Somewhere between a detective story and a ghost story stalks Yangsze Choo’s The Night Tiger.
“All stories are ghost stories. It’s all about what is haunting us, what lives on in your dreams, and also what [lives on in] your nightmares,” says Choo, author of the 2013 New York Times bestselling debut The Ghost Bride, which ispartially staged in a traditional Chinese version of hell. “So I do think The Night Tiger is a ghost story. It is also a detective novel—and I often conflate the two of them—ghost story, detective novel, very similar structure. They’re both stories of discovery and suspense.”
Murder, magic, and digits abound in Choo’s enticingly enigmatic sophomore novel, set in 1930s Malaya.
“I wanted you to be able to read this book as a straightforward murder mystery in which everything—well, hopefully most things—was explained,” Choo says.
“At the same time,” she says, “the book can be read in a kind of otherworldly way”—not unlike The Ghost Bride. “There’s a lot of ambiguity I’d like the reader to decide. You get to choose your own adventure.”
In The Night Tiger, adventure chooses 11-year-old Ren, the houseboy of Dr. MacFarlane, an aged, ailing British surgeon living in Kamunting. The old man extracts a ghastly promise as his dying wish: Ren must find his master’s severed finger and bury it with his body, within 49 days of his death, or the man’s soul will be forced to wander the earth forever.
“Treacherous tears fill his eyes,” Choo writes. “But Ren has a task to complete; this is no time to cry. With Dr. MacFarlane’s death, the forty-nine days of the soul have begun to tick away…” Ren has boarded a train towards an uncertain future; rattling down the tracks, he perceives a wisp of the past—the ghost of his twin brother, Yi. “A flicker of that strange twin sense that bound them, warning him of events to come. But when he looks over his shoulder, there is no one.”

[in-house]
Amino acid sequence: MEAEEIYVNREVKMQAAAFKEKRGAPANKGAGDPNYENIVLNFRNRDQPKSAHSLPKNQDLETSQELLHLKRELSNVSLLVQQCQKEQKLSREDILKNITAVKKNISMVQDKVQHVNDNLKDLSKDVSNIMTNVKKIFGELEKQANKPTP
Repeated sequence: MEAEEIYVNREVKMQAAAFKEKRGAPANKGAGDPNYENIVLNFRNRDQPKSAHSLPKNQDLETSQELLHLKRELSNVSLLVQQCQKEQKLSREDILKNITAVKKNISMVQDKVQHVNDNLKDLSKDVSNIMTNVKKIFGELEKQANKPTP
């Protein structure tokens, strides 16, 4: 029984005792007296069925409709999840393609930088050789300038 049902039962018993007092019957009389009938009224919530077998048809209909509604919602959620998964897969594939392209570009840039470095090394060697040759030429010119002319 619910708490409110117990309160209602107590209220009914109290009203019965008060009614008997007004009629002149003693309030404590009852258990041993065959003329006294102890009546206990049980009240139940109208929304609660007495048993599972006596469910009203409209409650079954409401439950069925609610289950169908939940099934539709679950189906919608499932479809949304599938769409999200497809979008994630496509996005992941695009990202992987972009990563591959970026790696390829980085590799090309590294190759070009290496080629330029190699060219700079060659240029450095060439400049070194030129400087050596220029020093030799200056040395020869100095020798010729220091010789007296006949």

Fifty miles away in Ipoh, a tenacious young woman named Ji Lin works as a dance-hall girl to help pay her mother’s debts. A salesman she’s entertaining tells her this: “The body must be made whole again when you die. Anything added must be removed, and anything missing replaced—otherwise your soul won’t rest in peace.” He unknowingly leaves behind a gruesome souvenir, his lucky charm: “the top two joints of a dried, severed finger.”
As Ren and Ji Lin’s seemingly unlike stories entwine, The Night Tiger beguilingly becomes “a sumptuous garden maze of a novel that immerses readers in a complex, vanished world,” our reviewer writes in a starred review.
“If one has a favorite writer, many times you feel they’re writing the same novel or they’re exploring the same themes,” says Choo, who counts herself a big fan of Haruki Murakami. “His books are continuous dreams, they’re different aspects of the same [theme].
“[For me], death is really the final frontier,” she says. “It is a universal journey and yet it must be faced absolutely alone. Naked you come into this world, naked you shall leave. But there is just so much of humanity’s desire and longing to know what lies beyond the veil. I find that absolutely fascinating.”
Megan Labrise is a staff writer and cohost of the Fully Booked podcast.